Recently I had one of those strange moments. I had seen something that made me think that it was not something that I would do. What it was isn’t important. What is important is that the reason I felt that I wouldn’t do the same was because it wasn’t a very “Christian” thing to do.

Immediately after that thought, it occurred to me that if were to mention that to someone, they might respond with something like, “Yeah, well…you do ______, and that’s not a very ‘Christian’ thing to do.”

I wonder if you might have thought the very same thing, though you may not have had a specific issue in mind since you don’t know me personally. Still, you  might be thinking something like, “I’ll be you do other things that aren’t very Christian. Isn’t it kind of hypocritical to say you wouldn’t do _____ because you’re a Christian?”

To be honest, I’ve probably thought things like that about other people before. Heck, I probably still do from time to time. But, as I got to thinking about this sort of thing, I couldn’t help but wonder…shouldn’t we take those quick, easy wins when we can? If we are able to avoid a particular sin with relative ease, should we not just find joy in the fact that we do not struggle with obedience in that area?

Sure, there are areas that all of us struggle. There are areas that all of us find easy to be obedient to God’s will. If we rejoice in the easy wins, it takes us a step down the road of sanctification.

What is the alternative? Should we, instead, just not bother trying to avoid sin that we could easily avoid just because there are other sins we find more difficult to avoid? What would the result of that mentality be?

If we take that position, we might as well just throw our faith out the window and live like heathens. No point in doing one thing right unless we can do it all right. Right? What a world that would be. I get the feeling that this mentality would be worse than the Old Testament times when everyone “did what was right in his own eyes.”

At least they were doing what they thought was right. They may have had some weird ideas of what was right or wrong, but I still think it was better than “everyone did terrible things because they couldn’t do everything right so they didn’t bother to try to do anything right.”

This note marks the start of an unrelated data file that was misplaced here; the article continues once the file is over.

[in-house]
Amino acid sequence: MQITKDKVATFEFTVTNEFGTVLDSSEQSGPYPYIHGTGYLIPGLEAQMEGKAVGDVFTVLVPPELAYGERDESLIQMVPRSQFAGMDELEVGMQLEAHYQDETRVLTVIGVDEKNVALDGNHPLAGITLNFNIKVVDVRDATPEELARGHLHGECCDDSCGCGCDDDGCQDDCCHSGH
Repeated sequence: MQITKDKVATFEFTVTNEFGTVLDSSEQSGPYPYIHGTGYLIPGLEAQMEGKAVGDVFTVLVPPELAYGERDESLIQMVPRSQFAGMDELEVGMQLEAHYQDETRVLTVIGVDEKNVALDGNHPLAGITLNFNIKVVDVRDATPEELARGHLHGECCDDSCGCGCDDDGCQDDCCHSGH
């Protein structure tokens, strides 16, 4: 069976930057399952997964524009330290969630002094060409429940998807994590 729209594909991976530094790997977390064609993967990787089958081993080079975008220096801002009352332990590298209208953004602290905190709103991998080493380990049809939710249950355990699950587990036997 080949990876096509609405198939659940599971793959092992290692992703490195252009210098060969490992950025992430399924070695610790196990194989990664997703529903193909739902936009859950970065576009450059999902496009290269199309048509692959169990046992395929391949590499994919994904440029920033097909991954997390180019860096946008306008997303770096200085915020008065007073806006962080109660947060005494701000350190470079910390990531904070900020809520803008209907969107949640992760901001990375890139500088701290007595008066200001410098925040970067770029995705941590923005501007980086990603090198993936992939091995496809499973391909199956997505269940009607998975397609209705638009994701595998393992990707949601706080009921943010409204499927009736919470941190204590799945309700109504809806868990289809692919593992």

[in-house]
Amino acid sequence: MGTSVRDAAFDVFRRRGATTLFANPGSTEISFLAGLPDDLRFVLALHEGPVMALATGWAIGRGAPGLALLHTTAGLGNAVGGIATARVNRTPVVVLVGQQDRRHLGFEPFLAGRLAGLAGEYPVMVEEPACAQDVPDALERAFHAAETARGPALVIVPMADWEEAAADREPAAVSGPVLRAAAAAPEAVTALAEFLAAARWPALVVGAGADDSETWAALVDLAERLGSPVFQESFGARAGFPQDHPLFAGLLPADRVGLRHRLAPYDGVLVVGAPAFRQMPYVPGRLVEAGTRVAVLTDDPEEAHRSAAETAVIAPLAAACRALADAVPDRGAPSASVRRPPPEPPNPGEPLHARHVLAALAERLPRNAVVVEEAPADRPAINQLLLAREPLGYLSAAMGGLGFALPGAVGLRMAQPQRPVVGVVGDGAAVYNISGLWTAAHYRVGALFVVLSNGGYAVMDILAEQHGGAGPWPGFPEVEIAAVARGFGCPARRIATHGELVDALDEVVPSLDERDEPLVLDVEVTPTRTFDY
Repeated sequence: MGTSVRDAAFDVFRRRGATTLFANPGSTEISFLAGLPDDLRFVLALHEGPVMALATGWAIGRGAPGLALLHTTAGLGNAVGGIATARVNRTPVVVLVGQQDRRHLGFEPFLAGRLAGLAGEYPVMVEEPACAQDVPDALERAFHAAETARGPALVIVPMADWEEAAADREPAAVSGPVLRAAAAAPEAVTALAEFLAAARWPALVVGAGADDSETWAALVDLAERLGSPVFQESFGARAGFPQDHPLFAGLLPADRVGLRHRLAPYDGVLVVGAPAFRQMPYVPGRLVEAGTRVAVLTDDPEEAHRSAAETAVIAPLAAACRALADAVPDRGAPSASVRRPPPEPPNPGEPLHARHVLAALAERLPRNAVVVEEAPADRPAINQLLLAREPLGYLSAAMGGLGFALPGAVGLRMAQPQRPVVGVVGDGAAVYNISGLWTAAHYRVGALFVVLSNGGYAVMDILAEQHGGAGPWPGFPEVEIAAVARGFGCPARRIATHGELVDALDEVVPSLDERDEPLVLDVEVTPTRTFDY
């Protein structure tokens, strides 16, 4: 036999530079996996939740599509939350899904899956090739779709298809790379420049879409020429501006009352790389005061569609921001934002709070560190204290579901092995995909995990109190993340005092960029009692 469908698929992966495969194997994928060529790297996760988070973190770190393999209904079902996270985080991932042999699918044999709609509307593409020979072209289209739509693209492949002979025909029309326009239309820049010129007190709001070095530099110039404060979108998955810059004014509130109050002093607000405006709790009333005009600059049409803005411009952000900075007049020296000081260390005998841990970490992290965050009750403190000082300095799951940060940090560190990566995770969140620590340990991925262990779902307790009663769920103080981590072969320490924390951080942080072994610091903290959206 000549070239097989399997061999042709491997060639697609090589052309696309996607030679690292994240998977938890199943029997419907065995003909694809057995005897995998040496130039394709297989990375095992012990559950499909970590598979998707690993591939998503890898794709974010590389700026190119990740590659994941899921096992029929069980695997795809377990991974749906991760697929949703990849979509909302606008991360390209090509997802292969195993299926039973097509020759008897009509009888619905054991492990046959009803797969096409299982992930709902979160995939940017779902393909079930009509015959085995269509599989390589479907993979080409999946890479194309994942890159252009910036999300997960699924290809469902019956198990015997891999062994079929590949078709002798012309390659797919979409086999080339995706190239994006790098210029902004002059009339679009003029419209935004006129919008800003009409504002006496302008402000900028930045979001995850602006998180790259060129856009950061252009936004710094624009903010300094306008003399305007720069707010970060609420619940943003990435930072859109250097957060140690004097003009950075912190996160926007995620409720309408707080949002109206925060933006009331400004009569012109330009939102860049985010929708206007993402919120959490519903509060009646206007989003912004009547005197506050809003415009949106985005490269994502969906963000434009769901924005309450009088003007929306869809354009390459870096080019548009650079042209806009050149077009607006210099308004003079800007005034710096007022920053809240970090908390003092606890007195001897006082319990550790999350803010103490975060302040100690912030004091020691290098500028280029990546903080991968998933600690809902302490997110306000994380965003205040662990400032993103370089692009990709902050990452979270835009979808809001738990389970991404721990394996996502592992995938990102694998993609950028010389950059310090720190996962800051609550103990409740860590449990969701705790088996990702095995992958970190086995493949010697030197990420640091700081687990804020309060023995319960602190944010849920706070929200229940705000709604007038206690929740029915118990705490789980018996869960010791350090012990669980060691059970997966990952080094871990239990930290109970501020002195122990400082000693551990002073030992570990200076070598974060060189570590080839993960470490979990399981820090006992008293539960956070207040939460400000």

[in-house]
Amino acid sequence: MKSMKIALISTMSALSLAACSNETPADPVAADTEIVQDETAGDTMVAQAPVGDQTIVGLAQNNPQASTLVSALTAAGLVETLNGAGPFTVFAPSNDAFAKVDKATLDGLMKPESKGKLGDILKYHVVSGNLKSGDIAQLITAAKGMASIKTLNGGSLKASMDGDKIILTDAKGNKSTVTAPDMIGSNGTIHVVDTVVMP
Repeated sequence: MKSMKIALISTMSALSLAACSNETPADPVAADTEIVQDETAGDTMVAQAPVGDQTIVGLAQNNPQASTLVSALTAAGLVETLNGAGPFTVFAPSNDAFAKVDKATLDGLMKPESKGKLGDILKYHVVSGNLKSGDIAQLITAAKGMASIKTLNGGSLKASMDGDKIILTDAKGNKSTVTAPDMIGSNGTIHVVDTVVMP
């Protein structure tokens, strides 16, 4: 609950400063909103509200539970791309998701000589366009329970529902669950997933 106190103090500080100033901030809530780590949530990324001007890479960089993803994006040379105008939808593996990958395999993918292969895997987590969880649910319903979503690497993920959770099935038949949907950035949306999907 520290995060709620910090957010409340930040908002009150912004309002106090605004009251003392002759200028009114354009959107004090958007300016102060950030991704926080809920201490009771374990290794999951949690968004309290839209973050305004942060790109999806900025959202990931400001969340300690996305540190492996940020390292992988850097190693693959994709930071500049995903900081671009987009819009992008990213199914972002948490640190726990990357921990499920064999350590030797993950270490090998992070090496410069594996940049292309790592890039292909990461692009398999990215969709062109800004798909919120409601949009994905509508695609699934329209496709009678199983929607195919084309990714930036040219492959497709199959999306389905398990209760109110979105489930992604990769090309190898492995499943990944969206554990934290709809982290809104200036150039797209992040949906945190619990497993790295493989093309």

The fact is, Romans 3:23 tells us that we are all sinners. That means every one of us.

Experience tells us that we all struggle with sins differently than everyone else. While one guy may struggle with lust or porn, another guy may not have a problem avoiding that, but is very materialistic and greedy. Every one of us is unique. We all have areas where it seems relatively easy to obey God and other areas that we seem to constantly fall down. That doesn’t mean that we should just give ourselves over to a life of depravity.

The next part, and perhaps the harder part, of this is how we respond to others who may not find it so easy to avoid the same sins we do. Typically, if you’re anything like me, you probably judge them just a little bit. But, we have to remember that just because we don’t struggle with that particular sin, doesn’t mean someone else finds it so easy to avoid. Let’s remember that we probably struggle with some other sin that the person we’re judging would look at us with the same judgment for (unless the sin they easily avoid is…being judgmental).

How about this…Next time you see someone who is a professed Christian doing something that is decidedly un Christian, let’s just pray for them. Pray that God would give them the strength to overcome the temptation to behave that way. Pray that they would win their struggle and overcome their temptation. Pray that they would find away to avoid being in the situation that leads to such temptation. Just pray for them.

If even 50% of us were to do that instead of judging each other, how much better would the world be as a result, do you think? There are reportedly two billion Christians in the world, of one denomination or another. That would be a billion people who pray rather than judge. Think that would make any difference?

Have you struggled with this kind of judgment? Have you in the past and now have overcome it? Share your thoughts and ideas on how we can overcome this judgmental attitude and be more loving and accepting with each other.

Grace, love and peace.

Daniel Carrington

Daniel is an Elite Trainer at (ISSA) International Sports Sciences Association. He has been working in IT since 1995 primarily in Windows environments with TCP/IP networking through 2012, shifted to Red Hat Enterprise Linux in 2012 and AWS in 2017.

Share On Social Media